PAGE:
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iPhones on iOS 12 Will Automatically Share Precise Location Data During 911 Calls in United States
The new functionality will be powered by RapidSOS's IP-based data pipeline, which will quickly and securely provide 911 call centers with Hybridized Emergency Location data, which is determined based on proximity to cell towers and Wi-Fi access points, and on-device data sources like assisted GPS.
Apple said the location data will only be used for emergency purposes, and only accessible to responding dispatch centers during 911 calls.
"Communities rely on 911 centers in an emergency, and we believe they should have the best available technology at their disposal," said Apple CEO Tim Cook, in a prepared statement. "When every moment counts, these tools will help first responders reach our customers when they most need assistance."
The current 911 system, developed by AT&T in the 1960s, was intended for landline phones, which have fixed addresses. Apple notes that approximately 80 percent of 911 calls today come from mobile devices, however, and most dispatching systems can only obtain their estimated location based on cell towers.
RapidSOS's system, which will be integrated with existing software at 911 centers, should help solve this problem. The modern technology is part of a broader initiative known as Next Generation 911.
"911 telecommunicators do extraordinary work managing millions of emergencies with little more than a voice connection," said RapidSOS CEO Michael Martin. "We are excited to work with Apple to provide first responders a new path for accurate, device-based caller location using transformative Next Generation 911 technology."
As many as 10,000 lives could be saved each year if 911 emergency dispatchers were able to get to callers just one minute faster, according to the FCC. Whether someone is experiencing cardiac arrest, or a house is on a fire, it is obviously critical for first responders to arrive as quickly as possible.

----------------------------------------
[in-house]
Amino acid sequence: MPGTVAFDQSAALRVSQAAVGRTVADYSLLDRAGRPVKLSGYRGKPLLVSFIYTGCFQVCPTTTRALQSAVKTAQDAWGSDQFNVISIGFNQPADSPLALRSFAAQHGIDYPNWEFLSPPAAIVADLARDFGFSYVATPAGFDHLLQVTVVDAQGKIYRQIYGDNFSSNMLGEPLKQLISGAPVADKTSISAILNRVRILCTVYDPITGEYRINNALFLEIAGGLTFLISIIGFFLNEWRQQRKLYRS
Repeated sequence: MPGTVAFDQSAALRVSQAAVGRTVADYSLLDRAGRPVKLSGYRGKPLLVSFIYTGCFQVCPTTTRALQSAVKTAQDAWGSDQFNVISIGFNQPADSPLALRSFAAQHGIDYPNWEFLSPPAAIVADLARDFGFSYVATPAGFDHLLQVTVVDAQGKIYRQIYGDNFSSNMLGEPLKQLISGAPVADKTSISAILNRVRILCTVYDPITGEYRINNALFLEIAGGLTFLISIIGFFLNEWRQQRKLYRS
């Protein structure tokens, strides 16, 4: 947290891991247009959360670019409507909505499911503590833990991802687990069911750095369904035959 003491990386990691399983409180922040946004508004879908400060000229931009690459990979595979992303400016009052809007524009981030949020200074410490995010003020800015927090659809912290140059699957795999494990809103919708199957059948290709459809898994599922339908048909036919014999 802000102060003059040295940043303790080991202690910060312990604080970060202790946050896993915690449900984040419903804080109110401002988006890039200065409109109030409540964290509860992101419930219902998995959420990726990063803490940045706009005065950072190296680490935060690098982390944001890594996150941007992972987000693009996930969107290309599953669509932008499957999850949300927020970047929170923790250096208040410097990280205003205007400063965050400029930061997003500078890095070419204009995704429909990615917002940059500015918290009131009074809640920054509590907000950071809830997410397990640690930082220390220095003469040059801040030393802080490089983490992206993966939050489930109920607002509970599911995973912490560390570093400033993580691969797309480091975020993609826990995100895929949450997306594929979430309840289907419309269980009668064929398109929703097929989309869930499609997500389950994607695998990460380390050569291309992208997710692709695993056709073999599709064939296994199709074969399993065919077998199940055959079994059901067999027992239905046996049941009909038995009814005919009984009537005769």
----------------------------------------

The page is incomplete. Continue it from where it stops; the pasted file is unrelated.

"This new functionality is an example of how companies and first responders can use technology to dramatically improve public safety," said former FCC Chairman Tom Wheeler. "Lives will be saved thanks to this effort by Apple and RapidSOS."
The feature is somewhat similar to Advanced Mobile Location, implemented in iOS 11.3 in a handful of European countries.
Advanced Mobile Location recognizes when an emergency call is made and, if not already activated, activates an iPhone's GPS or Wi-Fi to collect the caller's precise location information. The device then sends an automatic SMS to the emergency services with the caller's location, before turning the GPS off again.
Advanced Mobile Location must be supported by carriers. As of earlier this year, the service was fully operational in many European countries, including the United Kingdom, Estonia, Lithuania, Austria, and Iceland, as well as New Zealand.
Apple says the RapidSOS functionality will be limited to the iPhone for now, ruling out the Apple Watch and other devices at launch.
Apple's announcement coincides with the annual NENA Conference & Expo in Nashville this week, focused on the future of the 911 system.
"It can be hard in an emergency to know exactly where you are, and if you’re not on a landline, our first responders can't always help. This upgrade will save lives by giving our 911 dispatchers, police, firefighters and paramedics the thing they need the most: time," said Nashville Mayor David Briley.